- Spoofed emails from Snoonu, the official food delivery partner of the World Cup, offering fake free tickets to those who register
John Fokker, head of threat intelligence and principal engineer at Trellix, told The Record that they anticipate these attacks to continue through January 2023. "In this instance, we found the attention to the details incorporated into the malicious URLs and customized web pages to be notable, allowing cybercriminals to successfully impersonate league staff and team managers," he explained.
Trellix said the top five malware families it found targeting Middle Eastern countries right now included Qakbot, Emotet, Formbook, Remcos and QuadAgent. These malware strains typically intend to steal confidential data or info, credentials or gain remote control of a device.
Jeremy Fuchs, a cybersecurity research analyst at Avanan, confirmed that they have also seen an influx of phishing emails related to the World Cup in a variety of different languages. "One common thread is related to betting on the World Cup, trying to entice end-users to wager. Instead, the email and resulting link steals credentials," he said.
[CONTINUED] at KnowBe4 blog with links:
[New Feature] See How You Can Get Audits Done in Half the Time, Half the Cost and Half the Stress
You told us you have challenging compliance requirements, not enough time to get audits done, and keeping up with risk assessments and third-party vendor risk is a continuous problem.
KCM GRC is a SaaS-based platform that includes Compliance, Risk, Policy and Vendor Risk Management modules. KCM was developed to save you the maximum amount of time getting GRC done.
Join us Wednesday, December 7 @ 1:00 PM (ET), for a 30-minute live product demonstration of KnowBe4's KCM GRC platform. Plus, get a look at brand new Jira integration features we've added to make managing your compliance projects even easier!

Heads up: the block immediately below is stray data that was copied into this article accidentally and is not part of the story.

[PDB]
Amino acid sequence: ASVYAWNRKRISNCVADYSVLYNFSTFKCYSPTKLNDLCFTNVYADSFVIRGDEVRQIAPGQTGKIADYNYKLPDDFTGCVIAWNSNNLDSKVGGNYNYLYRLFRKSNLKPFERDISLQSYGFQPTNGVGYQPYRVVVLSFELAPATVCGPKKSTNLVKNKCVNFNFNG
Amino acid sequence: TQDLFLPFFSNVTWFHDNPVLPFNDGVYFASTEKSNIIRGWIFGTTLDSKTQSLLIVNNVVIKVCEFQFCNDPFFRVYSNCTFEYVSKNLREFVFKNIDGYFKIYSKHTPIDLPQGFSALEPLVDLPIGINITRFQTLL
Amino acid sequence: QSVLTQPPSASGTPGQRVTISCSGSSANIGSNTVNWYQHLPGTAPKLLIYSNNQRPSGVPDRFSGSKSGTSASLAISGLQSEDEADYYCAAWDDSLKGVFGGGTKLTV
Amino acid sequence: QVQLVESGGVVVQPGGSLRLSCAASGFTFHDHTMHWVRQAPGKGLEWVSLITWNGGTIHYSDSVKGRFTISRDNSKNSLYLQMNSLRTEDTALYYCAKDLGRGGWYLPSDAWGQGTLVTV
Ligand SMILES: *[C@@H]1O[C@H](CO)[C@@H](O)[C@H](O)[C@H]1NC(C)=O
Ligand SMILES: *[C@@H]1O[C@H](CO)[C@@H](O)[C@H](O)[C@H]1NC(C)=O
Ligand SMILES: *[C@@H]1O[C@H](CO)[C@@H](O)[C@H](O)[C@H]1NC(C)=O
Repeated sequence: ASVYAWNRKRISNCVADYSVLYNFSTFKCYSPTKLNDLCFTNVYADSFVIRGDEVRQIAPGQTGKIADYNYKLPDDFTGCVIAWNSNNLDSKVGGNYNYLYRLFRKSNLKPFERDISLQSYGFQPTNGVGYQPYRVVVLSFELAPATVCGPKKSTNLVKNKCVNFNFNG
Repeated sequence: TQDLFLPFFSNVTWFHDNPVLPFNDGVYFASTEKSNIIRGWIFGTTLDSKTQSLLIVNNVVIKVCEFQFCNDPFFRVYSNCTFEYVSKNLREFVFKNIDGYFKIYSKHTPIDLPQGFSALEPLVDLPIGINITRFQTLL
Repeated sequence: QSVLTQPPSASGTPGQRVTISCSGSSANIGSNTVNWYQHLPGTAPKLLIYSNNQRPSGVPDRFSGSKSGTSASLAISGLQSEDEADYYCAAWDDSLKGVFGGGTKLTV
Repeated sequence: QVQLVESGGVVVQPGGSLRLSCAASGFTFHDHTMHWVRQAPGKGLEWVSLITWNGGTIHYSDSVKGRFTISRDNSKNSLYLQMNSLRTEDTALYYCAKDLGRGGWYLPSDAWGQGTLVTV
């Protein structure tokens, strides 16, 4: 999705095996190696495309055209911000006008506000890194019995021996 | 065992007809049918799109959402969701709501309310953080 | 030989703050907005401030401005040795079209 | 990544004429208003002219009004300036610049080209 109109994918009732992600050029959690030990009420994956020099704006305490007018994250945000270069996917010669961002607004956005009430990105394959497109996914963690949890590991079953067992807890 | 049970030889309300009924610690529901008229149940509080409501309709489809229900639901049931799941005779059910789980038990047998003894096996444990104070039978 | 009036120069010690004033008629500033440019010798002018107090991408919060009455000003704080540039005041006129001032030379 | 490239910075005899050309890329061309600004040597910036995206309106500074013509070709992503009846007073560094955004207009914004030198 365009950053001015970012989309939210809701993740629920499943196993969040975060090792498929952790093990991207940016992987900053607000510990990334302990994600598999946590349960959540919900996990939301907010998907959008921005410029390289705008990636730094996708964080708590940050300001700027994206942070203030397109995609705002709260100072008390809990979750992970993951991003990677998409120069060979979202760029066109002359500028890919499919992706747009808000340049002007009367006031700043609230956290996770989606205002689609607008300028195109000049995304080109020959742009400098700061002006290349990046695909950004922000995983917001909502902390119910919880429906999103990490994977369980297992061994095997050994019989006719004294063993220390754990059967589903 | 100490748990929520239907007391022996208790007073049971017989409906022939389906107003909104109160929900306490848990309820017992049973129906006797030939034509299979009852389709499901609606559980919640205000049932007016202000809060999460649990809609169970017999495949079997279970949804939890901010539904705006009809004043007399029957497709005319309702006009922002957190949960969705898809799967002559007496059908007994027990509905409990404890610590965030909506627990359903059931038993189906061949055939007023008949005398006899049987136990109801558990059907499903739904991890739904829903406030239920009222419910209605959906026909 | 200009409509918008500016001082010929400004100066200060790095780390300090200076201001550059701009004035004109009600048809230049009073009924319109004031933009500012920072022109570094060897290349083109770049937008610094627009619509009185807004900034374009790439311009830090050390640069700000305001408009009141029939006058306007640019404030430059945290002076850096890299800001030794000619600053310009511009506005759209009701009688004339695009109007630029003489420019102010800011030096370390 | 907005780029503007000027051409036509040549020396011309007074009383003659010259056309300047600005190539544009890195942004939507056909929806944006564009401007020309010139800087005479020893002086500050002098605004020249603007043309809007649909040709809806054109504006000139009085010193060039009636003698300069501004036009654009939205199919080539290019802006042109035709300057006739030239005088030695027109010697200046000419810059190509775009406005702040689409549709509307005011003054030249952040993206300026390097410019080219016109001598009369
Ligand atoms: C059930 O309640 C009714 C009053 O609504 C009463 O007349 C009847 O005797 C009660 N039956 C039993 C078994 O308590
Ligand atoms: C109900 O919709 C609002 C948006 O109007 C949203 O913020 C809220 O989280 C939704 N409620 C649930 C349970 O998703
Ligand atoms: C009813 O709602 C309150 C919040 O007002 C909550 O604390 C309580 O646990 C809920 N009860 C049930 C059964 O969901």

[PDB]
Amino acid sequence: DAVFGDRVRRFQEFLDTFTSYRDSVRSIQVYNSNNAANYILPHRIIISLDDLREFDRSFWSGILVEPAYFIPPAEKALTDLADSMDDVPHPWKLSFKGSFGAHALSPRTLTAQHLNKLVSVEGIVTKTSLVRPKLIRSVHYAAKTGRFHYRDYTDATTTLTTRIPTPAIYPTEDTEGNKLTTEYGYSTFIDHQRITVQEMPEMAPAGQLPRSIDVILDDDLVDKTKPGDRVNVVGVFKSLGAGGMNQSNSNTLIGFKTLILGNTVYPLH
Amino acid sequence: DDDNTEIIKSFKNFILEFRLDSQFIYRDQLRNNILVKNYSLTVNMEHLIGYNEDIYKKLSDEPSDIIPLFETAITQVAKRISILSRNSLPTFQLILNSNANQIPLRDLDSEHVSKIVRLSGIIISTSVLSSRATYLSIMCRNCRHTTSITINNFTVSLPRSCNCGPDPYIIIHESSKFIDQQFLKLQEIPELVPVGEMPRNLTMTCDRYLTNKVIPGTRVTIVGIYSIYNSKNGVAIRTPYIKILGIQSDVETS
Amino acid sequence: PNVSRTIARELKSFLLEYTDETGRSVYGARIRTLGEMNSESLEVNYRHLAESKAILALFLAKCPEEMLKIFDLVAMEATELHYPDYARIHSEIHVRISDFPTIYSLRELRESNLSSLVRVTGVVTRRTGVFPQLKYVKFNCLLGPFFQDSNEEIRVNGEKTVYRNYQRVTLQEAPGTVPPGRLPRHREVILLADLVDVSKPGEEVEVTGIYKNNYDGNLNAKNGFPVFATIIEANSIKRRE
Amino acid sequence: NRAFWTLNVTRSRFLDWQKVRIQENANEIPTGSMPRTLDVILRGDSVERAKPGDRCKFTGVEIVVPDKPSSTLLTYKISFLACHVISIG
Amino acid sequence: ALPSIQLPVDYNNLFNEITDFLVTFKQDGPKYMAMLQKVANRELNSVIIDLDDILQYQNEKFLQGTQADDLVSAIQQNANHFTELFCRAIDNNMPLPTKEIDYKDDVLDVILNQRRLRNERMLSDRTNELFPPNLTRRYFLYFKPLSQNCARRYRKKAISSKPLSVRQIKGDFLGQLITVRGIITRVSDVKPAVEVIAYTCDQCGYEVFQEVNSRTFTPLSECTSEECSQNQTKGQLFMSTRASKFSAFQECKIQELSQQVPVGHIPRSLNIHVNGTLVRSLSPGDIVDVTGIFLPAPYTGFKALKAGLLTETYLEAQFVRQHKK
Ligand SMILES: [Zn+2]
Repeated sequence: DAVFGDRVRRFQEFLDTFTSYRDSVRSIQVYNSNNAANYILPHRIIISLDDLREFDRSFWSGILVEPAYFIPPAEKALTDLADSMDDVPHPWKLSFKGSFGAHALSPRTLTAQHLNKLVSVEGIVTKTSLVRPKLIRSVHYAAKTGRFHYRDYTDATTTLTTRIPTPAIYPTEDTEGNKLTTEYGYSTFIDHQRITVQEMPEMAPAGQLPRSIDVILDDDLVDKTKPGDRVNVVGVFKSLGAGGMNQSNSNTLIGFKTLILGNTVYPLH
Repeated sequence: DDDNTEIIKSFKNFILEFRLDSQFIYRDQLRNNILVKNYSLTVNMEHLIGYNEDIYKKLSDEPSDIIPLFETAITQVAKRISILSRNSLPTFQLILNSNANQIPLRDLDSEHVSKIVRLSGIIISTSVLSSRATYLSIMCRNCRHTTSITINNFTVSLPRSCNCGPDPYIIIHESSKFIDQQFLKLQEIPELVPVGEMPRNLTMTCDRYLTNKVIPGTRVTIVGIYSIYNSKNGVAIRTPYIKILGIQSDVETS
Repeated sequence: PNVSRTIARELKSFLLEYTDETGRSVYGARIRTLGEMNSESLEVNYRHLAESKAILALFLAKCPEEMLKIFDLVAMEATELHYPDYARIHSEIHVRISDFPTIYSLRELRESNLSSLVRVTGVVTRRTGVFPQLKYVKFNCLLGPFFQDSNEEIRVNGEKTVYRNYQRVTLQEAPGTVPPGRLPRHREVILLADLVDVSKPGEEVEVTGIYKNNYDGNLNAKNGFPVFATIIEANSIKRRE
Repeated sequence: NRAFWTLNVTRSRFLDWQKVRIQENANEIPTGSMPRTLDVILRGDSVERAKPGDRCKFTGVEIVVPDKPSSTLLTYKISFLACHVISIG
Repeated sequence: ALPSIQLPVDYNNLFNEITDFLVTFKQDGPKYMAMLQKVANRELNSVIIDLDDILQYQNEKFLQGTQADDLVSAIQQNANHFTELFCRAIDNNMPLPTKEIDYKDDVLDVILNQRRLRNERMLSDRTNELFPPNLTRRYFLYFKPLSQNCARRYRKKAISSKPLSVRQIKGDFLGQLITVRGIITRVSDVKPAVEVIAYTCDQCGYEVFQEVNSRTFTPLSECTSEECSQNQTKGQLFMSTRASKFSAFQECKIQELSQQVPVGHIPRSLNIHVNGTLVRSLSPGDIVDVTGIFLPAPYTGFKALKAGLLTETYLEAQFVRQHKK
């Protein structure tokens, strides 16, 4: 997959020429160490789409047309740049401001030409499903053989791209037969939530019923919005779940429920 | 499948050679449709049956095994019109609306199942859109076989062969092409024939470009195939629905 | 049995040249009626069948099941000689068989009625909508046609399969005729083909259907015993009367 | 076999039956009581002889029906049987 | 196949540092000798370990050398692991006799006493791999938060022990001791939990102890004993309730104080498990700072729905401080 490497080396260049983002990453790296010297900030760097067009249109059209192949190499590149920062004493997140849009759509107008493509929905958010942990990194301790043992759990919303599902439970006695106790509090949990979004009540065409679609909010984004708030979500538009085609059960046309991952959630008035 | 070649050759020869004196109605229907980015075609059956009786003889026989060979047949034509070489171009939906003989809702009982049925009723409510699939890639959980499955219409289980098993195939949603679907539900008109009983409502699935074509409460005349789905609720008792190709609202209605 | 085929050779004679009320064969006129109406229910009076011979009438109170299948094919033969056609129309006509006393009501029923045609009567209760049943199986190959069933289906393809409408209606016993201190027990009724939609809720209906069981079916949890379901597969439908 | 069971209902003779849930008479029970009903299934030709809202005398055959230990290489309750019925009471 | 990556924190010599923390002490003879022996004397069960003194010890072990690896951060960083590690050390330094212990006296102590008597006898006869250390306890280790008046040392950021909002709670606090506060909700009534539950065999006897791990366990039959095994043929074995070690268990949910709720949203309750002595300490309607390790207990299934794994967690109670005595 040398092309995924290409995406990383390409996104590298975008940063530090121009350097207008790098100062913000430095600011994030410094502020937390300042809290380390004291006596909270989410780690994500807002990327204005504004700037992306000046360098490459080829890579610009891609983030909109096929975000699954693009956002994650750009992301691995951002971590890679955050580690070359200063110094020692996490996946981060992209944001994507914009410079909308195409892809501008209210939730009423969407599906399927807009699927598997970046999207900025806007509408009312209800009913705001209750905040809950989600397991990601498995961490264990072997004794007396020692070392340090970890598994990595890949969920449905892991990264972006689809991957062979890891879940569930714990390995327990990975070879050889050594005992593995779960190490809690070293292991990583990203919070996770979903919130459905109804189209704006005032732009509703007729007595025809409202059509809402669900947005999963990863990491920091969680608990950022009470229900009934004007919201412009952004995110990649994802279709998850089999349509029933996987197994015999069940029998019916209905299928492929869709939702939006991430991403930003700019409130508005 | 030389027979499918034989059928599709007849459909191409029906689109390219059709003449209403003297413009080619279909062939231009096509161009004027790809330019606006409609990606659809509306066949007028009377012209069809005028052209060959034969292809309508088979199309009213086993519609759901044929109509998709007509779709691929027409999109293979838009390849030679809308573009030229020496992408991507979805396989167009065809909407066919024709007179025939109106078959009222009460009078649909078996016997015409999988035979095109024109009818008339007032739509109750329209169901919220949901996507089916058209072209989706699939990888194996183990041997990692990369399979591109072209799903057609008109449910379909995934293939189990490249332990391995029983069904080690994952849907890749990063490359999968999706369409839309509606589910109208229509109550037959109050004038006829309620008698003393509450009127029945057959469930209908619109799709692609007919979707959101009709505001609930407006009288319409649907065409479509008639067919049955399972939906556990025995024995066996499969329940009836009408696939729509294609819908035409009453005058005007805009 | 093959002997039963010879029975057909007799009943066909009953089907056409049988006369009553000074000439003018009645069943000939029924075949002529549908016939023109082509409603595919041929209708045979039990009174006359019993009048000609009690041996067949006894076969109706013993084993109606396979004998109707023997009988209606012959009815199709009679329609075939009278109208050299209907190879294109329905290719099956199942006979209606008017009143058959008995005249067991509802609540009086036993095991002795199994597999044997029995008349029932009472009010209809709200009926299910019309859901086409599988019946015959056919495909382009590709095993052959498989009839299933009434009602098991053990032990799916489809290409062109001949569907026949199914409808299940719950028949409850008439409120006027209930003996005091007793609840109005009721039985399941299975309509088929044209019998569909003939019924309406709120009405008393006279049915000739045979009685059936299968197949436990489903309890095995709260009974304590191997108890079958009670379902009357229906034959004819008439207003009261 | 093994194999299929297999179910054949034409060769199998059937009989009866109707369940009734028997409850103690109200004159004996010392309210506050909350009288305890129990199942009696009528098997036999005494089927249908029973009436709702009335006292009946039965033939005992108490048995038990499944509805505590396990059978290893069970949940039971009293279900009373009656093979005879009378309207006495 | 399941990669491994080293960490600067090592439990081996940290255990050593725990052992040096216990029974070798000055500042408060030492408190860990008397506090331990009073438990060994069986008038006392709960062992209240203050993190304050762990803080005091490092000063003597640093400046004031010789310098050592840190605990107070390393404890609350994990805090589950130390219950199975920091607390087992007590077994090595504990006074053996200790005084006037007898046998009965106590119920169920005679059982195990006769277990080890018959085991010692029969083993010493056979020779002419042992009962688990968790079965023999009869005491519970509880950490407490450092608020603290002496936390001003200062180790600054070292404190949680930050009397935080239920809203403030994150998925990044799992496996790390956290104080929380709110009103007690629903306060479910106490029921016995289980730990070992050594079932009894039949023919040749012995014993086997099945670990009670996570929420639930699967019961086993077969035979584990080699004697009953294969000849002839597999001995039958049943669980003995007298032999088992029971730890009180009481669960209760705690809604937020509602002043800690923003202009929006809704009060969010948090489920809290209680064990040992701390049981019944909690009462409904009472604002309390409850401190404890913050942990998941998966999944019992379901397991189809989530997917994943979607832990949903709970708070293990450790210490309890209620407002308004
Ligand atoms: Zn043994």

- NEW! Jira integration enables you to sync risk and compliance data between Jira and KCM - no more copying and pasting tasks!
- Vet, manage and monitor your third-party vendors' security risk requirements
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- Quick implementation with pre-built compliance requirements and policy templates for the most widely used regulations
- Dashboards with automated reminders to quickly see what tasks have been completed, not met and are past due
Date/Time: Wednesday, December 7 @ 1:00 PM (ET)
[Heads Up] 5 Top Scams to Watch Out for This Holiday Season
Here is a 3-minute article that we suggest you copy/paste and send to all your users:
"The holiday season is a time when people are especially vulnerable to scams. This is because they are busy and often have their guard down. Criminals take advantage of this by circulating fake e-gift cards, posing as charities, targeting specific demographics, and so on. In this 3-minute article, we will discuss 'Google's five most popular scams' being circulated this holiday season. So if you want to be aware of the dangers lurking online, then keep reading!
- E-gift card scams
- Demographic Targeting
- Subscription renewals
- Crypto scams
"With the holiday season in full swing, so are gift card and prize scams. These scammers will often lie about being a known contact of yours to try and get you to buy them a gift card, or they may offer an amazing prize in exchange for your credit card information. If you receive any suspicious emails like this from someone claiming to be your friend, make sure to confirm it with them through another method before doing anything further. And as always, if something seems too good to be true, it probably is.
"Be wary of scammers and phishing attempts; they actually worsen during the holiday season. This would not only hurt those who fall for the scams, but also charities that could've benefited from donations. For example, an attacker may pretend to be associated with a charity related to current events or one with a familiar name. If someone contacts you asking for money via personal email or another method, beware that it might be fraudulent.
"With more people shopping online and sharing personal information this holiday season, scammers are taking advantage by targeting consumers with fraud that seems more realistic. For example, you might get an email from what looks like your child's school PTA about a holiday fundraiser.